With the government’s latest decision, the United Arab Emirates (UAE) has become the first country in the world to introduce a four and a half day working week, running from Monday to Friday midday.
Dubai will benefit significantly from a strategic shift towards a shorter working week. The government of the UAE wants to increase productivity and enable a better work-life balance.
In the process of adjusting to global markets and improving economic competitiveness, the UAE has also changed its traditional weekend from Friday and Saturday to Saturday and Sunday.
Abdulla Ali Rashid Al Nuaimi, Assistant Under-Secretary for Communications and International Relations at the UAE’s Ministry of Human Resources and Emiratization, explained that this approach has been carefully considered to benefit all sections of society. He told Euronews: “While it may appear that businesses are the main beneficiaries of the new working week, we firmly believe that it will be of great benefit to workers and their families.”
The transition and the attempt to enforce it globally started in 2022 and has been rolled out to the public sector and schools. Financial markets followed soon after the announcement and the private sector is also expected to adjust over time.
Santiago Castillo, a partner at Roland Berger, says his company is already welcoming the new working week, which aims to facilitate financial, economic and trade flows with other countries. “In the past, when we attended big, international talks, they often happened on Fridays. We were either excluded or forced to attend our weekend, so for us that’s a real improvement.”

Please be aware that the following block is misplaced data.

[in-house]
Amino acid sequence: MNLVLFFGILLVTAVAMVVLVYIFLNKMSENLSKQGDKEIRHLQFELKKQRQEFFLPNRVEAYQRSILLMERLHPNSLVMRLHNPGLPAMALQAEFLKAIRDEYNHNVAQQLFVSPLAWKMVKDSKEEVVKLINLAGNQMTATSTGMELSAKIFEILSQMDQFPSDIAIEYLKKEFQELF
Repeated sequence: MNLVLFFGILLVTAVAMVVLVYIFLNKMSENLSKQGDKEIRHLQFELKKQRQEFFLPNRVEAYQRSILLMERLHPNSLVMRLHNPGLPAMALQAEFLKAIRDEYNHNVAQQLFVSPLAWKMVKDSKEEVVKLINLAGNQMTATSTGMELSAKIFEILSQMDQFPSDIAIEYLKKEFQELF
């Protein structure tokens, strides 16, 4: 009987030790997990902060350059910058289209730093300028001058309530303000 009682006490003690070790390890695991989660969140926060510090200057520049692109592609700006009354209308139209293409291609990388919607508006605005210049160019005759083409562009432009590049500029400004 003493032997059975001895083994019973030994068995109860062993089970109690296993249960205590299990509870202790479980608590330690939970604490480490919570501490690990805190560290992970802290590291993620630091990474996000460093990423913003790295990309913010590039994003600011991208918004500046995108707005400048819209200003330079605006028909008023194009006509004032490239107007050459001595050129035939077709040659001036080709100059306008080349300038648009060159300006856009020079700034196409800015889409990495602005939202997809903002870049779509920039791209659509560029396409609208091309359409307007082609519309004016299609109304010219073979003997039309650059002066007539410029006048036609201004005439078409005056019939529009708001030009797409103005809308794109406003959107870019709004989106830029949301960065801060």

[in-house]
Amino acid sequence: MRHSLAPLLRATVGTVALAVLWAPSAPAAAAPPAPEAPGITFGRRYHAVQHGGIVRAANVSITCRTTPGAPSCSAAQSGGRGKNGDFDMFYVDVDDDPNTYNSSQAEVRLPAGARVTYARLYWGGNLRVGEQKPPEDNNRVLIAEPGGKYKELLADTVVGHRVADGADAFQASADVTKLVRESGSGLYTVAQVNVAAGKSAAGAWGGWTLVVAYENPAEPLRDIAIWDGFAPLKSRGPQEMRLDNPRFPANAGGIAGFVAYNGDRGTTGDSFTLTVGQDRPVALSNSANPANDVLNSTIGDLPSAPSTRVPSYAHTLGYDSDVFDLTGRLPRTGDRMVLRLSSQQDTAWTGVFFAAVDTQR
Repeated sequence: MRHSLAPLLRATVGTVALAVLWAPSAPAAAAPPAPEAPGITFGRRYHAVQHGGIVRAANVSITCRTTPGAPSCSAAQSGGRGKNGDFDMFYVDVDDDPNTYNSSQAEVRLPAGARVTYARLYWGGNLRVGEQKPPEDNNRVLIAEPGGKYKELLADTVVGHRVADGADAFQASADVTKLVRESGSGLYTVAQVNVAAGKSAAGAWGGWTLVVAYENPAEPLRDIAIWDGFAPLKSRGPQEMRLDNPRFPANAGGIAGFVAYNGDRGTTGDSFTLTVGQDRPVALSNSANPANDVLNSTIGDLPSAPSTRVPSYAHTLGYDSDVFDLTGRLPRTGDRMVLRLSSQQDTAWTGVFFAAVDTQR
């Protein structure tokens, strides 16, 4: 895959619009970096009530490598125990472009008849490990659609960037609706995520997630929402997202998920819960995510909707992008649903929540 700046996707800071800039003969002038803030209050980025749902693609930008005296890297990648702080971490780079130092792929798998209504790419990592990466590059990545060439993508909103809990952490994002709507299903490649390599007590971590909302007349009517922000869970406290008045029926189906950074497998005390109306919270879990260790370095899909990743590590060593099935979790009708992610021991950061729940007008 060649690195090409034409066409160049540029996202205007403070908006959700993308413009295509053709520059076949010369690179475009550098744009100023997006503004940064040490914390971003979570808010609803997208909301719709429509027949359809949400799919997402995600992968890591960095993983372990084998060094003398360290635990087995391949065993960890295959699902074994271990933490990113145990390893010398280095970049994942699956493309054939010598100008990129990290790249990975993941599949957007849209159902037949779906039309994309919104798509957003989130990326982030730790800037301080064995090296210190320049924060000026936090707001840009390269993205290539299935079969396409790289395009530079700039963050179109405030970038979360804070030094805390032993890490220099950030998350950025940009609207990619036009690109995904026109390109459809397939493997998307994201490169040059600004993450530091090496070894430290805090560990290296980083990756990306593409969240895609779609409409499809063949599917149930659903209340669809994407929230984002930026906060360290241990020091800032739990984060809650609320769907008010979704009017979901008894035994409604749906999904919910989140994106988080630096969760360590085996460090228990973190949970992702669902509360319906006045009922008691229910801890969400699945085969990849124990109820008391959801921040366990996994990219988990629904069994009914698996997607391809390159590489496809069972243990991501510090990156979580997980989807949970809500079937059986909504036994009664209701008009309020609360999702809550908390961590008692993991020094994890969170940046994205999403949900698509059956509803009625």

Four and a half day work week
Similar attempts at reducing the working week have already been made in a number of countries, including Iceland. The UK recently joined a growing list of other countries likely to follow suit, including Japan, Spain and New Zealand.
The changed schedules were also applied to schools. After a few weeks of transition, schools in Dubai have adapted well to the new schedule with no curriculum changes. Clare Turnbull, Principal at Royal Grammar School Guildford Dubai said: “It was easy to make some minor adjustments, allowing us to maintain the richness and breadth of the curriculum. With small, tiny adjustments, we were able to enhance the teaching and learning time with the children maximize.”
Not only the schools are adapting, but also the families. Edwina Viel, a mother of four living in Dubai, emphasized the importance of family time and balance. She told Euronews: “I think a lot of people will benefit from this because there are so many things to do on a Friday. My kids don’t really have time for playmates at the moment so it’s really great that they’re hanging out with friends be able.”
With the COVID-19 pandemic putting mental well-being and increasing flexible work opportunities at the fore worldwide, the UAE hopes these changes will support the country’s economic future while promoting the well-being of its citizens and residents.